Saturday, February 28, 2009
Thursday, February 19, 2009
Growing up, and well into adulthood, I would not have used the word compassionate to describe my father. It was not that I thought he was unkind, but it was not a quality that stood out to me. Kind and compassionate seemed hallmarks of my grandfather's character, not my dad's. In contrast to my grandfather, who seemed to exude a kind of saintly wisdom, Dad was much more likely to pass judgment, at least in private if not in public. And there were simply other things about him that impressed me more as "Dad" qualities: his curiosity, love of learning, controlling nature, and willingness to engage in a discussion on nearly any topic that interested him, to name a few.
It is said that as we grow older, we become closer to our true values. Perhaps that is the case in part with Dad and the quality of kindness that emanated from him in the last years of his life. As our son Harry noted at the funeral, this aspect of Dad's character came into sharp relief as his dementia advanced, and in the end, his mental faculties gone, love and compassion were all that remained. A few years ago, before we went to India, Marty, Dad and I went out to dinner, and we were seated at the bar at our favorite restaurant. By then Dad had found it difficult to follow a conversation, and beyond talking about how he liked his food and early banter with the bartender when we arrived, he didn't say much during the meal. When we got up to leave, however, he went over to a woman who had been sitting alone opposite us, put his hand on her arm, and started talking to her. Both Marty and I had noticed the woman, who didn't talk to anyone while we were there, but we didn't pay enough attention to her for her emotional state to register with either of us. After a little while, she looked up at Dad, put her hand on his arm in return, and gave him the unmistakable look of one who has just heard some well-needed words of encouragement. One of us asked Dad about it, and he replied, "that woman is very sad. I could tell just by looking at her, and I wanted to say something to her to make her feel better."
While it became a more visible attribute in Dad's later years, a few days ago I came across something that made me realize that compassion, especially for another person's sorrow, had been part of Dad's character for a very long time. He was a great fan of Variety Magazine, the trade publication of the entertainment industry, and subscribed to it for as long as I can remember. Among his papers, I found this clipping, which he had kept all those years. It is not dated, but Variety was founded in 1905, so that would put this clipping at around 1944, when Dad was only 26.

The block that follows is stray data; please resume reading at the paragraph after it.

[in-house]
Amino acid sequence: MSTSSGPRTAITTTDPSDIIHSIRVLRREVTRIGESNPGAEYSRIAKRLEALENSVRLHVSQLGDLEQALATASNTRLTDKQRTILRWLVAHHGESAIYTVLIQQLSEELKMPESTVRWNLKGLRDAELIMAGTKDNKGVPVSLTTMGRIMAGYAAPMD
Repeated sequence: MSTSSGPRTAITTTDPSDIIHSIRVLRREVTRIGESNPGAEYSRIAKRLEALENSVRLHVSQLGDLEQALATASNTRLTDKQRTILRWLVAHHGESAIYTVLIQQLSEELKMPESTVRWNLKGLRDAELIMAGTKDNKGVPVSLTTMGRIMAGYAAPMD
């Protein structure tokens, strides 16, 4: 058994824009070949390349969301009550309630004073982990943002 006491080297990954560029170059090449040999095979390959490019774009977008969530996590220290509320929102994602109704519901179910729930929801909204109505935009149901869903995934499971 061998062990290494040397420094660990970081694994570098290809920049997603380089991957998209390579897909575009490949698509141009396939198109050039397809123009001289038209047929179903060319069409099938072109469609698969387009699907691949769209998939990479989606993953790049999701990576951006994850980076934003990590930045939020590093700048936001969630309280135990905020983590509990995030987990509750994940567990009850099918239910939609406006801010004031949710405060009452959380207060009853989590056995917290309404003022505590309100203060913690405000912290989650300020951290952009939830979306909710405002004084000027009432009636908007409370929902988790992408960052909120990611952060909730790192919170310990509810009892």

Sunday, February 8, 2009
At Dad's funeral I saw an old neighbor that I had lost touch with since my mother's funeral five years ago. He put me in touch with two other neighbors. Those connections, with their memories of my dad in his prime, feel comforting. I have gone through some old papers, and found things that I didn't notice when we moved the stuff from my parent's house--including some letters from when Dad was in the Army during World War II, a couple of poems he wrote, and his Masonic apron--the last item one I will mail to his old lodge, as it is an honor for a fellow Masonic brother to inherit it. All of this put me back in touch with Dad as he was when I was growing up.
The weirdest thing right now is the feeling of being an orphan. This sounds a bit crazy for someone in their fifties. It is nothing like being left by your parents at a young age, I am sure. But beyond the relationship with the parent him or herself, there is a different feeling when the second parent dies that I did not recall with the first. When my mother passed away, my father was still very much alive, with the prospect of several more years, and he was also living with us. There was a kind of shock then at losing a parent for the first time. Now there is a different shock, that of being left without any parents at all. Some people who have experienced this have said that they feel a new sense of their own mortality, that they now realize that they are "first in line". I don't really feel that --perhaps because if I live as long as my parents and grandparents I have between 35-40 years to go and that is a very long time. After a while I know this, too, will settle in.